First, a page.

I am interested to explore with you the volumes and nature of local authority complaints. Are they changing in any way? Are you seeing any variances from the pandemic? Moreover, are your dealings with local authorities fairly consistent? You talked about your ability to resolve some cases with a telephone call. Are some local authorities far better at that kind of engagement with yourselves and others?

Rosemary Agnew

It would be difficult to say that there are local authorities who are poor at engaging with us. Different organisations have different challenges at different times and even within a local authority itself, you can have a superb relationship with its complaints department and a very difficult relationship with another department. These things are not uniform.

I do not detect any specifically difficult relationships with local authorities as organisations or as people. Some of the difficulty has come from the allocation of resources—theirs and ours—as we try to get complaints progressed.

I also do not detect from the cases that I have seen any reluctance or change in wanting to get them resolved. If anything, our development of the resolutions approach is something that the local authority network, in particular, has welcomed. We meet the chairs of the complaint handlers in different sectors, and Andrew Sheridan’s team are in contact with the network of complaint handlers for local authorities.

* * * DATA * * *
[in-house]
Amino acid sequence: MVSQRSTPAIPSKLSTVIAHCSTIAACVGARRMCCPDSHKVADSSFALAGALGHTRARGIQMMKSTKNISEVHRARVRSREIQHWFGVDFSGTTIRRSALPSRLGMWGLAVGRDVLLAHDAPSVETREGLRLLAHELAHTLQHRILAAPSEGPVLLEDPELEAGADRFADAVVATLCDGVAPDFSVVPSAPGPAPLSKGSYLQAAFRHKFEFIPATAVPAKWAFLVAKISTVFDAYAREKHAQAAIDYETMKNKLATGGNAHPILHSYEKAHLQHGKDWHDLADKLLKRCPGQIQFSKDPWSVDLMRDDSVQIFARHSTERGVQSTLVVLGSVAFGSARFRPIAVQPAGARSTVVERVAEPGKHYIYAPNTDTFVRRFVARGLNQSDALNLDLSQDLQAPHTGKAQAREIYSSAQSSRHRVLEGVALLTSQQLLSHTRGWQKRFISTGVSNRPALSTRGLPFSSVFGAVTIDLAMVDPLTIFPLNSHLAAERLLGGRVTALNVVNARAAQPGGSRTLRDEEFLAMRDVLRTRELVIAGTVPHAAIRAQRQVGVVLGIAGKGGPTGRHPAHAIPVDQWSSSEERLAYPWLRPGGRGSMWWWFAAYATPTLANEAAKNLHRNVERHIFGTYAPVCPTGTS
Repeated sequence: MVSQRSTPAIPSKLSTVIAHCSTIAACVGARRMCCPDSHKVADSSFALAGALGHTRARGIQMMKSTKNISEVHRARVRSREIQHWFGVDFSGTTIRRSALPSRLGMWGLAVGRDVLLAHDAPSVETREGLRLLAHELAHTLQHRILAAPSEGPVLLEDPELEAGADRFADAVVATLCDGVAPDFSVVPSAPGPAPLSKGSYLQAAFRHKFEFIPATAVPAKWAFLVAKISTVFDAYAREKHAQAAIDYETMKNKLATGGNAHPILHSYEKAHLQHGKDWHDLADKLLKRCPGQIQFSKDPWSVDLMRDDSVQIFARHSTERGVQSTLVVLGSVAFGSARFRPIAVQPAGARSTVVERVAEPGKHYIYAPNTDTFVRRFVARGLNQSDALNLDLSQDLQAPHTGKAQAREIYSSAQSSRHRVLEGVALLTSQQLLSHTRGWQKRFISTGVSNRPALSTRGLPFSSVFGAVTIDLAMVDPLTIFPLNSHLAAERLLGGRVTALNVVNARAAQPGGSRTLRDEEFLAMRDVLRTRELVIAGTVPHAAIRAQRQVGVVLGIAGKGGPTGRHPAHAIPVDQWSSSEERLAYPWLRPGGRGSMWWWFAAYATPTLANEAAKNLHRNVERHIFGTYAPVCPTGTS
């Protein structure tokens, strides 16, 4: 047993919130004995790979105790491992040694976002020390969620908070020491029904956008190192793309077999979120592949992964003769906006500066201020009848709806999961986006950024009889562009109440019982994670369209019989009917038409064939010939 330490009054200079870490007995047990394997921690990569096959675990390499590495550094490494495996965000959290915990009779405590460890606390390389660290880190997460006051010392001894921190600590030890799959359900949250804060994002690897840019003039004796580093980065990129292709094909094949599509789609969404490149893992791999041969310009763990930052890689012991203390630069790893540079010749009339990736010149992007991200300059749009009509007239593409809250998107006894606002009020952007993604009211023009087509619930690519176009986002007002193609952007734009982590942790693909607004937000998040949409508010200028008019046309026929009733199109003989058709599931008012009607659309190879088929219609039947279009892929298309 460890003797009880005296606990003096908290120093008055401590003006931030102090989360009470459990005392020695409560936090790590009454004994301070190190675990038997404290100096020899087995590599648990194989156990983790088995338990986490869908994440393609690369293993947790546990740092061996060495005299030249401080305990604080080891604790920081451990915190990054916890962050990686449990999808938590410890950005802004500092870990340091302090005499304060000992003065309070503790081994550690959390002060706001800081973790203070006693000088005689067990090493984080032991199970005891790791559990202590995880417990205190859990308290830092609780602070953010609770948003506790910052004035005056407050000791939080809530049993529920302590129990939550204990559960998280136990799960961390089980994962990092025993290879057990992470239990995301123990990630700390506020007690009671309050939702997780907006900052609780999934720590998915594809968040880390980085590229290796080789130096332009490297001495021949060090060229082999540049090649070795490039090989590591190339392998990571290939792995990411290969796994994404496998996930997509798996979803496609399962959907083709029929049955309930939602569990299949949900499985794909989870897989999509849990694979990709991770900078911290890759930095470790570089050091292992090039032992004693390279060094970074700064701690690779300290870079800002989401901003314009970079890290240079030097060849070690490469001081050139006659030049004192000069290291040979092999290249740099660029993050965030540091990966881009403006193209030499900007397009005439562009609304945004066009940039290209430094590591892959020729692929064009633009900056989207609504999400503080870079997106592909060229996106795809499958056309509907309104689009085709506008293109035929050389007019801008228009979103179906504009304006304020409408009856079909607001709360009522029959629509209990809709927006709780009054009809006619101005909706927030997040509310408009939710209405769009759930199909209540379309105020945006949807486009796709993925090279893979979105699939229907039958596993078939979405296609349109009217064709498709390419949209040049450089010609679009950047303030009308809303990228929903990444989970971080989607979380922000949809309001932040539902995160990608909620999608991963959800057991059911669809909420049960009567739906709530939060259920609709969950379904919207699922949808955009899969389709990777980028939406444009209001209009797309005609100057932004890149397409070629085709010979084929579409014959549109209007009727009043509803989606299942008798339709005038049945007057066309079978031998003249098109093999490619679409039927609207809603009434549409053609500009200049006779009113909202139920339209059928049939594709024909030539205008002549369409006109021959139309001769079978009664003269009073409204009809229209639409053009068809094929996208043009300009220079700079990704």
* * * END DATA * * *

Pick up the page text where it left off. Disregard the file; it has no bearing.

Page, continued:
Perhaps the most misgivings have arisen with regard to the revised performance indicators that we have just republished in the model complaints handling procedure documents. We have been clear all the way through that they might not be at the top of everybody’s list, but complaints are actually important.

As for the subject matter involved, Niki Maclean might be able to pick up on that, but I have not detected anything significantly different in that respect. There are some areas that are getting more complex, such as social care and its interaction with health—in other words, those areas where the local authority, the NHS board and the health and social care partnership interact.

I am not sure that there has been that much of a change in subject matter. The issue is more the speed with which things are going through.


Andrew Sheridan (Scottish Public Services Ombudsman)

On engagement, my team meet with local authority complaint handlers—actually, we are doing so this week—and we have a really positive relationship, although I have to say that they are stressed and stretched. We have, as Rosemary Agnew has said, continued to encourage them to signpost people to us, but we have taken on the feedback that we have received from them through the pandemic and said, “Okay—we realise that things are maybe a bit difficult. How can we help you make things better for people who are coming to complain?” We have therefore refreshed the performance indicators to ensure that they focus on getting through cases in a timely fashion.